CHICAGO -- Gov. Jim Edgar of Illinois has told state lawmakers that revised revenue and spending estimates have revealed a shortfall in the state's fiscal 1992 general funds budget that could reach $520 million.

Mike Lawrence, a spokesman for the governor, said the state Bureau of the Budget estimated this week that general funds revenues are $285 million short of the $14.7 billion estimate made when the budget for the fiscal year that began July 1 was put together.

The new forecast closely follows an October projection by the Illinois General Assembly's Economic and Fiscal Commission that showed a revenue shortfall of $298 million.

The budget bureau also is estimating that, because of the recession, spending on entitlement programs, such as public aid, could grow $235 million more than was projected in the budget, Mr. Lawrence added.

He said the $235 million increased spending estimate was a "soft" number that represented a worst-case scenario if the recession does not end soon.

Although the potential shortfall in the budget is estimated as high as $520 million, Mr. Lawrence said initial talks with legislative leaders on Tuesday focused on cutting $350 million out of the budget.

But, he added, more cuts may be needed if the economy does not pick up.

Mr. Lawrence emphasized that the governor would not consider a tax increase to avoid spending cuts.

"The solution to the budget problem is budget cuts," Mr. Lawrence said. "Tax increases are not an option."

Nevertheless, a tax increase could be on the table when the General Assembly reconvenes next month, according to Steve Brown, a spokesman for House Speaker Michael Madiga, D-Chicago.

"The speaker has been getting calls from other legislators suggesting that a temporary tax increase ought to be one of the alternatives," Mr. Brown said. "He has not endorsed that, but he is not adverse to taking a look at it."

The legislature is only scheduled now to meet one day in January to hear the governor's state-of-the-state address. But Mr. Brown said more days will likely be scheduled to address the budget problem.

Mr. Lawrence also said the governor does not favor short-term borrowing as an option to bridge a budget shortfall.

In August, the state sold $185 million of general obligation certificates that must be paid off by June 15, 1992. The proceeds were used to pay bills.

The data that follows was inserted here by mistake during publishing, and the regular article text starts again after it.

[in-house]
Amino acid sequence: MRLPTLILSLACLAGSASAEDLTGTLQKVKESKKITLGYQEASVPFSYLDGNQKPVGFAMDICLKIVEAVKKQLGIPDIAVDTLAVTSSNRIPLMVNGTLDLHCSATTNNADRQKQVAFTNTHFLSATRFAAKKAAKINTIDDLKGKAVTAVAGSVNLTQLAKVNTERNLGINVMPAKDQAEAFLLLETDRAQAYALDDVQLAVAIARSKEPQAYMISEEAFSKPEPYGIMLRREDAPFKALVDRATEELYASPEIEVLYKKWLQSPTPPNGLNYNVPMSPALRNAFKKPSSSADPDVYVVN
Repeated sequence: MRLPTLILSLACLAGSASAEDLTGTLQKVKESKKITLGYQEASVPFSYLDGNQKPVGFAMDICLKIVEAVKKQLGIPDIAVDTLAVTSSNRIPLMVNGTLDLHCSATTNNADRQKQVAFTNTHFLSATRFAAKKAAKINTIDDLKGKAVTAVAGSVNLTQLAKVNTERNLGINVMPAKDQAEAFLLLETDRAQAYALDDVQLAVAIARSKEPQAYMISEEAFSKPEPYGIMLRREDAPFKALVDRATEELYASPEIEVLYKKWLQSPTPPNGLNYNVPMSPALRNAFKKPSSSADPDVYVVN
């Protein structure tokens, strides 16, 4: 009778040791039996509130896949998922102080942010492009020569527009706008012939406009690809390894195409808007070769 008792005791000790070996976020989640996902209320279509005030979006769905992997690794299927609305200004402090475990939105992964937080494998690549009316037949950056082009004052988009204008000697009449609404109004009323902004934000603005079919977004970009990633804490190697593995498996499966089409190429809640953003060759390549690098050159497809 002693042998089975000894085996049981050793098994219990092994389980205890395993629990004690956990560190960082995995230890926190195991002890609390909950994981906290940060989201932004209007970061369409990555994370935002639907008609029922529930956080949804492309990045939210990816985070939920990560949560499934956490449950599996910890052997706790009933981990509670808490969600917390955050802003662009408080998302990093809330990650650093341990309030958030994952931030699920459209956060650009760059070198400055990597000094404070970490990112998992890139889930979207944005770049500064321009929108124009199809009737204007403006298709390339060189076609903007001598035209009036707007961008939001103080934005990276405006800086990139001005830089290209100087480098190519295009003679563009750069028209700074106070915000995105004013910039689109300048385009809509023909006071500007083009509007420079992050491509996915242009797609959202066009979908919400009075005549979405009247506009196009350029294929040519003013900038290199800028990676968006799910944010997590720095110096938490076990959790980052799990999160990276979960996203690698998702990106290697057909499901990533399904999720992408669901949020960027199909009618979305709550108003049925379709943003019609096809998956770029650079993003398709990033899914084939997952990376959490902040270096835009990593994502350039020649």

The state has a deteriorating financial position caused by overspending during the past two fiscal years. This was cited by Standard & Poor's Corp. when it downgraded $4.2 billion of the state's GO debt to AA from AA-plus in August.

Moody's Investors Service lowered its rating on $4.3 billion of GO debt to Aa1 from Aaa in September.

George Leung, vice president and managing director for state ratings at Moody's, said the state's options in cutting the budget will be "more constrained" when the legislature returns in January because the fiscal year that ends June 30 will be half over.

Mr. Brown said major cuts in the state budget could mean state aid to the Chicago Board of Education could be reduced.

That would put further pressure on the cash-strapped board, which narrowly avoided a teachers strike last month by promising a 2% pay raise to teachers this year at a cost of $18 million.

That raise will be funded by $12 million in cuts from the board's $2.3 billion budget and savings derived from a refinancing of a portion of the board's $479 million outstanding lease-revenue debt that has been issued on behalf of the board by the Chicago Public Building Commission.

Standard & Poor's Corp. on Oct. 6 assigned a negative outlook to the board's BBB rating on $75 million of outstanding general obligation debt, in part because of the financial pressures the school system will face in coming years.

The board is already estimating a $278 million shortfall for the fiscal year that begins Sept. 1, 1992.

A spokesman for the board could not be reached for comment yesterday.

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